The nemesis of every gardener is of course, "the weed." If you're going to garden, you're going to have weeds. To put it another way, it was easier for U.S. Special Forces to get rid of Osama Bin Laden than it will be for you to free your yard of weeds.
A spring breeze can carry millions of seeds across the county and into even the most manicured of gardens. So what can you do to reduce your weed problem?
First, know your enemy. Weeds are plants, undesirable ones but still plants. This means weeds need light, water and nutrients to survive. Eliminate one or more of these and you can cut down on weeds in your yard.
Another important fact is that most weeds spread by root or by seed. Of the two, seed-borne weeds are the more difficult to deal with.
Among the most popular techniques for dealing with weeds are spraying, applying a pre-emergent, rototilling, mulching and covering the entire yard with groundcover cloth.
In most cases I would discourage using groundcover cloth; it will only stop weeds that are beneath it. Anywhere the cloth is exposed to sunlight, weeds will find a way through. If you cover the cloth with bark, mulch or rock you have reduced chances of sunlight getting through, but you have also created a new layer of material in which weed seeds can settle and grow.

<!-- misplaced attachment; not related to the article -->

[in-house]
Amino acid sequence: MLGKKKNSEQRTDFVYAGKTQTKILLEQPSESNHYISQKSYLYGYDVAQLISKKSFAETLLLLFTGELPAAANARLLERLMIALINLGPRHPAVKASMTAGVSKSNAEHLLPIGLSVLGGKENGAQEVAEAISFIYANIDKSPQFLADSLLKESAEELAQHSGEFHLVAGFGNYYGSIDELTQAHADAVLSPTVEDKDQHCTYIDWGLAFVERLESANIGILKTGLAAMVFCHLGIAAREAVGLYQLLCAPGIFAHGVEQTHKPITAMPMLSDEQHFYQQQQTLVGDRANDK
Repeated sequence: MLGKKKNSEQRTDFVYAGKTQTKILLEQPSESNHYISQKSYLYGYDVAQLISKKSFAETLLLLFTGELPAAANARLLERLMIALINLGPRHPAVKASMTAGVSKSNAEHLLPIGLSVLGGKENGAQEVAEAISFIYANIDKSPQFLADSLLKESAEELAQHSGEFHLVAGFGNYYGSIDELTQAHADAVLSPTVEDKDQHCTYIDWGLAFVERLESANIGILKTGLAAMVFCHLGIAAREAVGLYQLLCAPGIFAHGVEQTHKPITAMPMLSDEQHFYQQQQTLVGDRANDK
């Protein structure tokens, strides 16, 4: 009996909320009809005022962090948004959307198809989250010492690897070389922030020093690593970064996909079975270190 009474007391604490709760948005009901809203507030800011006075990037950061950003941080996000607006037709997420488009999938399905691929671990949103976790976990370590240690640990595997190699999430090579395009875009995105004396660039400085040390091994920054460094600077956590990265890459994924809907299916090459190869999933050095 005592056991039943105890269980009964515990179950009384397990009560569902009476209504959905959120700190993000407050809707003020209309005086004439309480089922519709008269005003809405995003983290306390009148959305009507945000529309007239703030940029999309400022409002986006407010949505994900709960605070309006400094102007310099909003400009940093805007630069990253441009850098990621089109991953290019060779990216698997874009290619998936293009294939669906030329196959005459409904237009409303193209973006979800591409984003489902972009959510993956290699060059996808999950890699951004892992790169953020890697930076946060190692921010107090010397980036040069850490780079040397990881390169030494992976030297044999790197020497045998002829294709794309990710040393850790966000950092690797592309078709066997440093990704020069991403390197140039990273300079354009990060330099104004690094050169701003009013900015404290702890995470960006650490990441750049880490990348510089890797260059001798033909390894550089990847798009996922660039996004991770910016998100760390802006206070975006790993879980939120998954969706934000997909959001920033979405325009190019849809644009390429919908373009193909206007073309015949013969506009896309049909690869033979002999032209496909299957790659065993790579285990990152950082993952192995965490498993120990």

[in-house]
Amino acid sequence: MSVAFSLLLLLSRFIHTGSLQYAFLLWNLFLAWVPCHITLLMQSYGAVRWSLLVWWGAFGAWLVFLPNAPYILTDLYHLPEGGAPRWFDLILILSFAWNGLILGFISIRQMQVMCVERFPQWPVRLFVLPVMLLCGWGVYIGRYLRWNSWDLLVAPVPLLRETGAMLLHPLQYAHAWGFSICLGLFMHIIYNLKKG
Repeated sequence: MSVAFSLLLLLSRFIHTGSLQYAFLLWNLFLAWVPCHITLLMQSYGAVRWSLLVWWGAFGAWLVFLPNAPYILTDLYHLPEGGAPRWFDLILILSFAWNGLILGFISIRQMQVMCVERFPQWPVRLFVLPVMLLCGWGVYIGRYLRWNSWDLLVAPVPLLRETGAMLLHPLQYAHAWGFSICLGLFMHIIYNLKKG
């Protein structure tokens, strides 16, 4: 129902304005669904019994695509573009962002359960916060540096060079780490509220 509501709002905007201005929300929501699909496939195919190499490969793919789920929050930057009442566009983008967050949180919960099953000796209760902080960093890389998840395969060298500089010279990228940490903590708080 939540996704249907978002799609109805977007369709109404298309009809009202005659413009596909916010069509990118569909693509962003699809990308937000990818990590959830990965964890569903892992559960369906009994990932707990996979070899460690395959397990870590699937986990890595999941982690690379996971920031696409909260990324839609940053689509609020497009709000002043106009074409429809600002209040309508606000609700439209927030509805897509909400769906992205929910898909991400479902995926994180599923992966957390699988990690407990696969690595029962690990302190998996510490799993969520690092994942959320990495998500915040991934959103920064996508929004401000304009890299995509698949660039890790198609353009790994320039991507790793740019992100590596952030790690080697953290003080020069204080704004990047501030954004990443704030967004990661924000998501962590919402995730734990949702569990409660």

I suggest using a groundcover cloth only as a way to keep bark and rock from working its way into the soil, not as weed prevention.
As an alternative to a cloth, use layers of newspaper on beds and top with mulch or compost. The newspaper will act like a groundcover cloth for a season or two then biodegrade, while the top mulch will hide the paper, block sunlight and add nutrients to the garden.
The best technique for dealing with weeds is to dig out the ones you can see, then rototill or turn garden beds occasionally to disturb the roots of existing weeds and keep seeds from germinating. This, however, is a bit time consuming and many people will opt to cover their gardens with mulch to slow weed growth - a great technique for beds that have minimal problems but not to control those that have been overrun with weeds.
Spraying and pre-emergents are another way of dealing with weeds. Round-up is the most recognized spray and reacts within a couple of days when applied on weed foliage. But it does not affect seeds or weeds germinating below the surface. The use of foliar sprays, if not combined with other techniques like mulching or rototilling, will require the repeated spraying of an area to maintain control. I suggest using such sprays primarily as a way to kill weeds that have overtaken a garden, then return to the other methods for continued control.
Pre-emergents are products applied to the soil to prevent weed seeds from germinating. These can be effective for several months if properly used but they will have no affect on weeds that have already germinated.
And so the battle goes. But whatever tactic you use to root out undesirables, I suggest you take a lesson from the Navy Seals and pursue your weed problem with dedication and perseverance.